The only thing Dauntless didn't have, was a strong catalogue of store cosmetics to give people the opportunity to be spenders.
But then Event Passes come. They sell old Hunt Pass content at four times the original (Hunt Pass) price with no refund. Some quick math shows that this is actually better plat-to-cosmetics value than every store bundle we have, just in the form of a pass. If these become a stable addition to the game (appearing consistently across major events), then the problem of mediocre store offerings is solved.
So from an outsider's perspective, this falls in place like so:
- Hunt Pass generates only as much money as new players come to the game during a season and are willing to pay.
- Hunt Pass, through its value to the player, is fantastic at keeping people coming to the game. It generates engagement and retention. The refund leaves people with idle plat they might be tempted to spend. The stack of platinum you have to spend on it every season (thanks to the refund) creates familiarity with the concept of spending platinum.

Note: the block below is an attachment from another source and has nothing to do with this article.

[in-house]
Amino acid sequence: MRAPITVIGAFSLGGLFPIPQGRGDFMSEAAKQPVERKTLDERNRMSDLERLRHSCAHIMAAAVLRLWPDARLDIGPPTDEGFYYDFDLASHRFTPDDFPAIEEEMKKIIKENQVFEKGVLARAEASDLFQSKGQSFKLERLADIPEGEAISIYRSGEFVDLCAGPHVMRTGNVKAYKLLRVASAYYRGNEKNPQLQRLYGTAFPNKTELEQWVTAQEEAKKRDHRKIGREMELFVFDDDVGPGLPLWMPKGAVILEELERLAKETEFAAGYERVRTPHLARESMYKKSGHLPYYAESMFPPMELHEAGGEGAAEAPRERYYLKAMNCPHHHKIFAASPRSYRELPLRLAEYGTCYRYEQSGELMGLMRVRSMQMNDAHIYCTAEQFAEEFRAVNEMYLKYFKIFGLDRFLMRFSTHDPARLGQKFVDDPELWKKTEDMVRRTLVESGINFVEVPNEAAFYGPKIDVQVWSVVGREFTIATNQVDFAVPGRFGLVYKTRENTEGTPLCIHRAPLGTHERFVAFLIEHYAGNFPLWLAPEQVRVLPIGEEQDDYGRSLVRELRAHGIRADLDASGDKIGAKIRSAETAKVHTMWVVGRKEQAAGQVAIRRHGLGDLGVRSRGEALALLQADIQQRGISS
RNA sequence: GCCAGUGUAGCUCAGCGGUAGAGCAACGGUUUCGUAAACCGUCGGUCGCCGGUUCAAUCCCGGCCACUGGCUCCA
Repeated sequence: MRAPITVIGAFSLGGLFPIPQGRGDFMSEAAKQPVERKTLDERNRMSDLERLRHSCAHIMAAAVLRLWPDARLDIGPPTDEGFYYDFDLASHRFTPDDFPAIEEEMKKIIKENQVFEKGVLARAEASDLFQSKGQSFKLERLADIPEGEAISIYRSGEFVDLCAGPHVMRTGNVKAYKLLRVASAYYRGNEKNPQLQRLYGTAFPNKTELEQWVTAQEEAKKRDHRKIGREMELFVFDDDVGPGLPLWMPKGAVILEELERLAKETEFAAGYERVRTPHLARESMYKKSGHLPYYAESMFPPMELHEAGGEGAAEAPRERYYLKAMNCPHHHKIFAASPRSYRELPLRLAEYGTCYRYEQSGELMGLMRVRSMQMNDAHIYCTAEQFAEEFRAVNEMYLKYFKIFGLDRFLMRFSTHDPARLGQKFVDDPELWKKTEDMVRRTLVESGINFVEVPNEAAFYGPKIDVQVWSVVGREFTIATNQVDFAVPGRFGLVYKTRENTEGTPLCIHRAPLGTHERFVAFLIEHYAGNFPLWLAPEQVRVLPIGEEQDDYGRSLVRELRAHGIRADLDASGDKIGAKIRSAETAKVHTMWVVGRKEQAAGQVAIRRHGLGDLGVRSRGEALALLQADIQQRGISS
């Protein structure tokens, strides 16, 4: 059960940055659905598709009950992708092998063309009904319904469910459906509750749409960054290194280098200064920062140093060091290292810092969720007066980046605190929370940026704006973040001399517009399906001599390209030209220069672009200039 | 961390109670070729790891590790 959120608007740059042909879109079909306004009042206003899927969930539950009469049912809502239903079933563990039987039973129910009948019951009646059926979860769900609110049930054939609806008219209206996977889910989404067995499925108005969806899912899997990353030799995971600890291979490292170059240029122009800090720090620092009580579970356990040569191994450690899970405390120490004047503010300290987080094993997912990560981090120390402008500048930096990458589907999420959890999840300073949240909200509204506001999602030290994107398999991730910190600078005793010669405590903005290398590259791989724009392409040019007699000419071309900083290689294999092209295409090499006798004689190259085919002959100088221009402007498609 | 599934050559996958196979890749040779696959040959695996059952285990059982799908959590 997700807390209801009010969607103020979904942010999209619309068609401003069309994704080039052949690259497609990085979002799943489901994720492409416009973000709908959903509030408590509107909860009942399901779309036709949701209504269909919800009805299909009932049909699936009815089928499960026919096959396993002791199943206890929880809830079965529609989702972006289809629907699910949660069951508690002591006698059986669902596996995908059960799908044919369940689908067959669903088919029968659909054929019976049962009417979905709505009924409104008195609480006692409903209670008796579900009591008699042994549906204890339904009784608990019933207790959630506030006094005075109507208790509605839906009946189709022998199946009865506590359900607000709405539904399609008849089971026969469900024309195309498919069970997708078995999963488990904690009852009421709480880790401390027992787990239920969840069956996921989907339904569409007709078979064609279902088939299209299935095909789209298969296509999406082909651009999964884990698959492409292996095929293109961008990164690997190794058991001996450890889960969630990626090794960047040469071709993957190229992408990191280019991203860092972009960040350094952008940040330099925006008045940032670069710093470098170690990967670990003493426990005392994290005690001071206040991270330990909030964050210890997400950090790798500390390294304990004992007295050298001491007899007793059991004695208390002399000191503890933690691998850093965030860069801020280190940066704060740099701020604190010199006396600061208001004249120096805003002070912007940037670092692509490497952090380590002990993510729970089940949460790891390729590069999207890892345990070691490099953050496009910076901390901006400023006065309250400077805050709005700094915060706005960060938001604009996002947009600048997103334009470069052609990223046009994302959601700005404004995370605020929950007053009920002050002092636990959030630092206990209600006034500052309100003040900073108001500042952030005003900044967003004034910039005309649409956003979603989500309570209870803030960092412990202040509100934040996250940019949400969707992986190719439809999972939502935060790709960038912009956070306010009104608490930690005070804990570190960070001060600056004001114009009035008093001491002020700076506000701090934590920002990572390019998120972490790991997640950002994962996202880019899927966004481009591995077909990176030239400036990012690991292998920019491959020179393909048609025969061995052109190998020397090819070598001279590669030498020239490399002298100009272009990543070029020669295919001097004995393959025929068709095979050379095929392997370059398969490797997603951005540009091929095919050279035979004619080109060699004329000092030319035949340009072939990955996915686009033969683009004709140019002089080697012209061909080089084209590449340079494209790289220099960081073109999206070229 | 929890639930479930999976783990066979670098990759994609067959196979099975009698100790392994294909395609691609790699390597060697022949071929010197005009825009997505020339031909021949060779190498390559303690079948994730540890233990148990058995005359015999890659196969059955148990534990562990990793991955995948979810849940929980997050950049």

- At this point, more realistically priced cosmetic offerings come into play, becoming a potential source of revenue from players already invested.
This is armchair marketing on my end, of course, but so much of this setup seems to be on par with standard monetisation practices in the industry that your response comes off as surprising. It is hard to believe the pricing is pure good-will. It is even harder to understand how Event Passes exist in their current form if Hunt Passes are meant to be such a great value just to be nice to players.
I might be wrong, of course. I don't know just how much money goes into creating any pass. I don't know your conversion rate from people playing to people paying. There's obviously a lot more that I am missing. All I am saying is... it is weird to hear that this isn't PHX simply following well-established practices of monetisation that are proven to work. To approach this scientifically, the claim that this is just the will to give people something good is more extraordinary than a mundane "a company does business the way companies do business".
Just to clarify, I don't hold this understanding of the monetisation because I believe PHX is "greedy", "evil" or any nonsense like that. I am genuinely invested in the game, and I have a lot of good stuff to say both about PHX as a company and several members of the studio that I had the chance to converse with.